Currently, Google only has one index based on the desktop site. It creates signals based on Googlebot with desktop user agent. Google then crawls with its mobile Googlebot to collect mobile and other signals, but they don't create a new index based on the mobile site. Currently, when a user searches Google (desktop or mobile), the retrieval part of the algorithm looks at the desktop index created by the Googlebot desktop crawler. It finds relevant results based on the desktop index, then ranks them based on the desktop index and even shows the searcher a snippet based on the desktop index. The Ranker then reviews the mobile signals collected by the mobile crawler and adjusts the ranking accordingly. This caused some problems.
There are way too many cases fax list where a user sees something in a snippet, clicks on the results, gets redirected to the site's mobile homepage (which probably spawns an app store or newsletter popup ), then realizes that the content he saw in the search snippet isn't available on the mobile-clean version of the site. It's a bad user experience, but it's pretty much the norm on too many sites. With this new change, Google is looking to stop that. The general theory (I'm not talking about Google or Gary) is that if the content isn't important enough to be on your mobile site, then maybe you're not the most relevant result or the most relevant to this content. Ok… what does this mean? I see lately are all about ranking. While it's true that indexing can affect rankings, that shouldn't be our primary concern.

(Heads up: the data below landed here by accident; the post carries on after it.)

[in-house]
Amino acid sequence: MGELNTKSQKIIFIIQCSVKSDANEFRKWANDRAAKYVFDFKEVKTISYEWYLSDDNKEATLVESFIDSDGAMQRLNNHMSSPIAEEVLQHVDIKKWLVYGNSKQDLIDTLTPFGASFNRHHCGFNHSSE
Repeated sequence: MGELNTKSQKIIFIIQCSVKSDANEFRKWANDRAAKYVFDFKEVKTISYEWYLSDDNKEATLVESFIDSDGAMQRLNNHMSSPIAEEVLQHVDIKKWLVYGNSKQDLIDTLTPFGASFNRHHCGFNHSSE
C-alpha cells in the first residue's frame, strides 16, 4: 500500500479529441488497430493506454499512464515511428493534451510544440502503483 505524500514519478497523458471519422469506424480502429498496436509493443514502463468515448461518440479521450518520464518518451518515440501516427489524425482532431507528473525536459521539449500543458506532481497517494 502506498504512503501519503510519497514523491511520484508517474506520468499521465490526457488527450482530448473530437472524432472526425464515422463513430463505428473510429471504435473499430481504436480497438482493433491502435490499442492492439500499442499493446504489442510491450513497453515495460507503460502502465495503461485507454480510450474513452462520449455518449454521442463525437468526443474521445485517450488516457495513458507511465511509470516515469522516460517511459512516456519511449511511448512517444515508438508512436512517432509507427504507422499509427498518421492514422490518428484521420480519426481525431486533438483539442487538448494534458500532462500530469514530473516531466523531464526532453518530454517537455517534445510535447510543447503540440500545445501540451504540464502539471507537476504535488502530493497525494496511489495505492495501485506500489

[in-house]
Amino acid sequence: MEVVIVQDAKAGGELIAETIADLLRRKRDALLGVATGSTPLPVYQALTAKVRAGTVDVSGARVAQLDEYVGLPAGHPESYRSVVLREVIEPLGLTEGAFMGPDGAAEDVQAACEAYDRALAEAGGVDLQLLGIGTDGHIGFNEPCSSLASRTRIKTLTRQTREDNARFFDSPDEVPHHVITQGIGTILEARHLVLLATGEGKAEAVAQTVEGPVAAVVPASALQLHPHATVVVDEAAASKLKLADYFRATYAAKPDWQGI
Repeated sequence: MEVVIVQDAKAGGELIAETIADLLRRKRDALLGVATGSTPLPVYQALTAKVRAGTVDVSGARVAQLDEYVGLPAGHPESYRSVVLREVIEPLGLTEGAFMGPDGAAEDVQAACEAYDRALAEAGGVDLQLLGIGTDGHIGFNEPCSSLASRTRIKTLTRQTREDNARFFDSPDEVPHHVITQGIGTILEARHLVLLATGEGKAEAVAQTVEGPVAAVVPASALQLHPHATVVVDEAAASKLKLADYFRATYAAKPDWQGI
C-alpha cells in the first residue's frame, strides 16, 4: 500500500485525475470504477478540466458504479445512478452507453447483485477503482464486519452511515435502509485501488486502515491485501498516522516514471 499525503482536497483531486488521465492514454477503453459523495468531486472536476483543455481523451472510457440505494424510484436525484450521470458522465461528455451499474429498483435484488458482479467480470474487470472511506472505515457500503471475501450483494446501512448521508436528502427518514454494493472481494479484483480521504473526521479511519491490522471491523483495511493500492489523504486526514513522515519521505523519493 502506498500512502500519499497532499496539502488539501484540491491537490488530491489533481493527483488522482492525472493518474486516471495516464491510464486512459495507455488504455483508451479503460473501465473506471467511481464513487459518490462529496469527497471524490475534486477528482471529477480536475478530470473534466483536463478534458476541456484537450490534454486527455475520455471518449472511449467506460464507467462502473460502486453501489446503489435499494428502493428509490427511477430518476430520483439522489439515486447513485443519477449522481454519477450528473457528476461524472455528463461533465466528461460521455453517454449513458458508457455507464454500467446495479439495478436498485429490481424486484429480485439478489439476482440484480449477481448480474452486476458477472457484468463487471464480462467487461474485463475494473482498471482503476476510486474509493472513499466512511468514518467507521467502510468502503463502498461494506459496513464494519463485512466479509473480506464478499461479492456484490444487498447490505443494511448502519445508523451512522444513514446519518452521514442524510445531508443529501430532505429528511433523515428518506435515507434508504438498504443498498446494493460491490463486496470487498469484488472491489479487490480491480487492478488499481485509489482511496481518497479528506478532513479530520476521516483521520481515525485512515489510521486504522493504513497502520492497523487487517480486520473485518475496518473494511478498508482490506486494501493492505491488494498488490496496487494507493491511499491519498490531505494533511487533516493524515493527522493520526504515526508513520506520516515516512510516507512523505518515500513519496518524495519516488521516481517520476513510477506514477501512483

We should take a step back and look at indexing if we really want to be prepared for this change. Advertising Continue reading below When it comes to indexing, only a few potential situations may arise for your site. Ignore the concept of “mobile friendly” as this only offers a small ranking boost. That may also not come into play here. It is important to distinguish between “mobile friendly” for ranking and “mobile index” for relevance. Although the weights of “mobile friendly” may change, it is not the same concept as a mobile index. A site can be in the mobile index without being mobile-friendly. When it comes to the first mobile index, there are only about three sets of scenarios: a website is either responsive, has a separate mobile site, or doesn't have a mobile site at all.